Will coronavirus be the death of the media?


Will coronavirus be the death of the media?

Will coronavirus be the death of the media?

By Alexandra Klinnik- Published on 4 April 2020

Audience figures are through the roof while revenue from advertising is at rock bottom. This is the great paradox facing the media, already weakened by its precarious business model, during this devastating epidemic. With advertisers jumping ship, employees facing partial unemployment, news kiosks closing, a highly reduced postal service and the media distribution company Presstalis in dire straits, the press media sector is bracing itself for a difficult balancing act.

Indicators flashing green

The figures are dizzying. According to the estimations of the ACPM - France's press and media circulation office – on March 15-16, 2020, news media outlets registered more than 335 million visits to their websites, triple the amount of traffic normally expected in such a time period. This trend is continuing, due to the confinement measures in place. "Our digital audiences are skyrocketing at present," François-Xavier Lefranc, editor-in-chief at Ouest France, told Story Jungle. "We should reach 250 million visits next month." Despite the reduced activity of the French postal service making newspaper home deliveries more complicated, press media companies have been able to count on some news kiosks, which have been identified as essential by the government, remaining open. "It's a strong measure," François-Xavier continues. "Sales at these newsstands are higher than normal."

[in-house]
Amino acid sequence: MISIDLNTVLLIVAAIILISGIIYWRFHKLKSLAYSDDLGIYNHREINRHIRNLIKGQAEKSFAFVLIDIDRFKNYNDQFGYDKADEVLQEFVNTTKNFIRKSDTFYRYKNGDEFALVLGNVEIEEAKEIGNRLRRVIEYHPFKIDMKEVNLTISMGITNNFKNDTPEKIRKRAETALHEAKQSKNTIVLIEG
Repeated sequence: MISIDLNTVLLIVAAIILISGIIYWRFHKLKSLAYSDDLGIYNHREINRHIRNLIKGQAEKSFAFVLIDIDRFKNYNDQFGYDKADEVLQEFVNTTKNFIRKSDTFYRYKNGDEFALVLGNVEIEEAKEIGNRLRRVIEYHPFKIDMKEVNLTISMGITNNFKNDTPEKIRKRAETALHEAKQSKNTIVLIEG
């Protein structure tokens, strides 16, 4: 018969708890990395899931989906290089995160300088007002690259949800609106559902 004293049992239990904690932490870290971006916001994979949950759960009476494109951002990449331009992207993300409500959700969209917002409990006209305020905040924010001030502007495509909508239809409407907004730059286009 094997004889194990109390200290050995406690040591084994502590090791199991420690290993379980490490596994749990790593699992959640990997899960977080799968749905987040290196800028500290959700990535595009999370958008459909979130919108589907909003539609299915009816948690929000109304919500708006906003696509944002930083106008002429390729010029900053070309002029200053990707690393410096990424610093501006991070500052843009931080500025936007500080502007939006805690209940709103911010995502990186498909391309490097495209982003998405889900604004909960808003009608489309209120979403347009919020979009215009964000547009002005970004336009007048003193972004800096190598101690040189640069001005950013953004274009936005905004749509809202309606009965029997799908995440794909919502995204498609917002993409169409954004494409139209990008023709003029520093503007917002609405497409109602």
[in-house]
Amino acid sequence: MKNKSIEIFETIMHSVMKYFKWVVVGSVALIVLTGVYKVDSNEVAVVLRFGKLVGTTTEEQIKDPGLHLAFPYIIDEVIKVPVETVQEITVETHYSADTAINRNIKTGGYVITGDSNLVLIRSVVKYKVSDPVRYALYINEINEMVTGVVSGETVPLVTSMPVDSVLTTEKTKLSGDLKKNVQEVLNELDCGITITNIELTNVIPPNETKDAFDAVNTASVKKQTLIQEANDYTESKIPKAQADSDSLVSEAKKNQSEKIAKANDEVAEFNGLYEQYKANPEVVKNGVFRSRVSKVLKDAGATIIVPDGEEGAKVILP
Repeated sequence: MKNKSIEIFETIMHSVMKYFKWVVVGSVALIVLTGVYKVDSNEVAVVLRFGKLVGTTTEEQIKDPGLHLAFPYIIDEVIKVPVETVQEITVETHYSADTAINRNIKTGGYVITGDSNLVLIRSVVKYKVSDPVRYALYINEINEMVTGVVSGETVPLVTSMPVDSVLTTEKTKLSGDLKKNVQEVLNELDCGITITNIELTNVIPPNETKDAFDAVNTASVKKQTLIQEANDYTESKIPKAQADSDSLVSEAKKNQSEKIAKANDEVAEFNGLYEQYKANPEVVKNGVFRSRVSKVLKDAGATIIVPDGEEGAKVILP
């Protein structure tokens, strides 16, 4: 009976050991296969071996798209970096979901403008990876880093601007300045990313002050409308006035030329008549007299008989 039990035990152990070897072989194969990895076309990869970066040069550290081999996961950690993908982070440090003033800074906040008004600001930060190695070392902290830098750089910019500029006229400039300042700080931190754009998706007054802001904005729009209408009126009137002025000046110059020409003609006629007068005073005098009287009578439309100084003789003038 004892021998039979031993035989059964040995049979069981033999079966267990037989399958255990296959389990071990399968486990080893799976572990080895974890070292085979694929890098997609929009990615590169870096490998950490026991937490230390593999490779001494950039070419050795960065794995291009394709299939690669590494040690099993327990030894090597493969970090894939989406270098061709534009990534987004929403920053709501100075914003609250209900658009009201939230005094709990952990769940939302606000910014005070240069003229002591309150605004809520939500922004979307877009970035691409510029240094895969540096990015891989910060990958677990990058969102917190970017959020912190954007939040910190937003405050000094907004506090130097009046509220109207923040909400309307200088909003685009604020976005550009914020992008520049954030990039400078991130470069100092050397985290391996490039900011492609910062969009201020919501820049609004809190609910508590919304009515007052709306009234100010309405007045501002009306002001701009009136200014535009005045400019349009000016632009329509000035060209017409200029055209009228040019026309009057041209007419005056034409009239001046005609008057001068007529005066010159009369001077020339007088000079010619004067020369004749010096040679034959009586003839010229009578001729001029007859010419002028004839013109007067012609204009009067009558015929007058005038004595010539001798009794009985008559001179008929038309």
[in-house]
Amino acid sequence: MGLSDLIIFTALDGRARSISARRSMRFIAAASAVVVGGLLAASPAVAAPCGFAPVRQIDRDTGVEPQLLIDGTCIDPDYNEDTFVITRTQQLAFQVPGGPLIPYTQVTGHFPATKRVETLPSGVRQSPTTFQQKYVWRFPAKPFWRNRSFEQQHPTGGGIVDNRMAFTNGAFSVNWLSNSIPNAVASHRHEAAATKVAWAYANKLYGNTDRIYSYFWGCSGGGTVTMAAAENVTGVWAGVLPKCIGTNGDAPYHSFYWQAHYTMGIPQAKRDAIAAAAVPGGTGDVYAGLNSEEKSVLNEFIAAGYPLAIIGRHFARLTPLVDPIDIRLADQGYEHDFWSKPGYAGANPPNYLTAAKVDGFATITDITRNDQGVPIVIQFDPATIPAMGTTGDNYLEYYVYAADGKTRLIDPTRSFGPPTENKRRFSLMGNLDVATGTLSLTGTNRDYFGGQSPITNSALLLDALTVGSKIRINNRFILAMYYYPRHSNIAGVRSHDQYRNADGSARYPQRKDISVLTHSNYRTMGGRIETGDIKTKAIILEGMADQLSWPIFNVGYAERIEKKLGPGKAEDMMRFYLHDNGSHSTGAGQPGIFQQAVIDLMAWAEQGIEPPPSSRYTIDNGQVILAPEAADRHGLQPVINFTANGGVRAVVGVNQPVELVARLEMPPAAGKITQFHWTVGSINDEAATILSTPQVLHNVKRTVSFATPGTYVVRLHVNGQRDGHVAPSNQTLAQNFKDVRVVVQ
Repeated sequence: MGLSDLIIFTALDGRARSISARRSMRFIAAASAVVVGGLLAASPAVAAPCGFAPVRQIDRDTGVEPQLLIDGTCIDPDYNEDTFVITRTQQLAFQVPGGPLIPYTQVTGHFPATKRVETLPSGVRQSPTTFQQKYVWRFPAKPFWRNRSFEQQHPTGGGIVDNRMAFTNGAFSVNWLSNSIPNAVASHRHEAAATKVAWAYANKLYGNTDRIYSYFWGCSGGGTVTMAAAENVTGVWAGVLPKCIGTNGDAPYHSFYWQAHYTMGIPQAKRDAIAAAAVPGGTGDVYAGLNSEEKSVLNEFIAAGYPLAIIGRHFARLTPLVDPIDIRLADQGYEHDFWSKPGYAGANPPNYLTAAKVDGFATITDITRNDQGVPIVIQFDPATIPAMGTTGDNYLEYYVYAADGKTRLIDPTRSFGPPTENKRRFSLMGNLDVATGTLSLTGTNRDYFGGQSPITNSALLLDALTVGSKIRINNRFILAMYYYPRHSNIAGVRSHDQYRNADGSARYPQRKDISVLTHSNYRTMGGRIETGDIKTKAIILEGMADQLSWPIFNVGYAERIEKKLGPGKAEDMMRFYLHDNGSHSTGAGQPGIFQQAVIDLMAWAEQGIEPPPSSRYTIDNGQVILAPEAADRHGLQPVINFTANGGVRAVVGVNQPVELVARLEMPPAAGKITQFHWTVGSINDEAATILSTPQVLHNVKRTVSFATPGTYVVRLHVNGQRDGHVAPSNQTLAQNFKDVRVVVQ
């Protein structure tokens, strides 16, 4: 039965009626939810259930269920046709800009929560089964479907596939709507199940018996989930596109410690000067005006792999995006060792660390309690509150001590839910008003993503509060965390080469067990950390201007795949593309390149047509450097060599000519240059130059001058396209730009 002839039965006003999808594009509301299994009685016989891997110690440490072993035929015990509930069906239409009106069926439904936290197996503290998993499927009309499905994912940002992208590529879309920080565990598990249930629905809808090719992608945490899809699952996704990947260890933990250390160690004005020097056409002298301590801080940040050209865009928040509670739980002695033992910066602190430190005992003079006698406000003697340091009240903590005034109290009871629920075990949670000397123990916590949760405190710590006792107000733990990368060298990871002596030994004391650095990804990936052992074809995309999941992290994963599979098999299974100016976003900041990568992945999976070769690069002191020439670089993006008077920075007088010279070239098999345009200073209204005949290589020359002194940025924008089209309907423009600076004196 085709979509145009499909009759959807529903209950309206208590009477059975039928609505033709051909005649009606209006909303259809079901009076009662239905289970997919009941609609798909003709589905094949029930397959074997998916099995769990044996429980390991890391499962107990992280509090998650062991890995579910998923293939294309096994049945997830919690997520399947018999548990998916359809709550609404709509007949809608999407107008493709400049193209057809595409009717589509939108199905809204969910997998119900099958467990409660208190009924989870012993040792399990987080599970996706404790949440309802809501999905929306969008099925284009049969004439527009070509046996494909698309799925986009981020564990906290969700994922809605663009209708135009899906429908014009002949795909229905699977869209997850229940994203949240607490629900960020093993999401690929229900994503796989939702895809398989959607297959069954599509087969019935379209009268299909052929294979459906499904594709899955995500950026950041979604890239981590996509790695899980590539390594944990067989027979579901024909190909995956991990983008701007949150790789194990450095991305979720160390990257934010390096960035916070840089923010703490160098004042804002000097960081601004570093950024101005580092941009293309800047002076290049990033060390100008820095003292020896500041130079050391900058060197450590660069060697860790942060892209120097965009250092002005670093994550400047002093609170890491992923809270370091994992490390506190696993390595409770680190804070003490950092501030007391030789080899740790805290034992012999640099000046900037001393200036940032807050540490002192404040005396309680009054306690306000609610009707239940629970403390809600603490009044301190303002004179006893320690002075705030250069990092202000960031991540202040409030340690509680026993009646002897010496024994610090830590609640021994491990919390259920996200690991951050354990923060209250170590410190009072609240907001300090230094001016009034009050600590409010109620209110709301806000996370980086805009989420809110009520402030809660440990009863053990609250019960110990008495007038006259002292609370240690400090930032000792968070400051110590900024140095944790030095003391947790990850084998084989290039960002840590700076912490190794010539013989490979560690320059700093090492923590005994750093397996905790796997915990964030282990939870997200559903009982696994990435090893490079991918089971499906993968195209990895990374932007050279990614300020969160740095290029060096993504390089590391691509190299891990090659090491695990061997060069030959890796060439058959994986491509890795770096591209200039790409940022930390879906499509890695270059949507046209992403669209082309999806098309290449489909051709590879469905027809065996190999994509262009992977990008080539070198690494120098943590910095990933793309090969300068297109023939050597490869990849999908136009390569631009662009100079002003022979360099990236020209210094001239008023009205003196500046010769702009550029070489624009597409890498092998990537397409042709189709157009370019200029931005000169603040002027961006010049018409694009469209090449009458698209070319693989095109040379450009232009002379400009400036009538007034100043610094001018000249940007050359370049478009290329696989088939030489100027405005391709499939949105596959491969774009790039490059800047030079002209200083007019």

The situation is similar for other large media sectors, for which, according to Marie Van de Voorde, editor at Les Echos, audience figures and subscriptions are soaring. "Just like our fellow media outlets, we are currently seeing a big surge in digital activity," she told Story Jungle. "Subscriber recruitment tripled during March. Subscriptions have now taken over from physical sales. Globally, subscriber and prospective subscriber commitment to our content is very high. Currently, one out of every two subscribers log on to les echos.fr every day, attracted to certain formats in particular." Formats such as Les Echos news podcast La Story, which saw a 60% increase in listeners last month. It's the same story with Salut l'info, Franceinfo's weekly podcast aimed at 7- to 11-year olds. This program, created in partnership with Astrapi, and which has now become a daily podcast, has seen an incredible 237% increase in listeners according to Lucas Menget, head of editing at france.info. As far as Telerama is concerned, this weekly magazine's app recently broke a record: five million visits in March alone. For Le Monde newspaper, digital subscriptions have been increasing threefold every week (compared to the weekly average for 2020).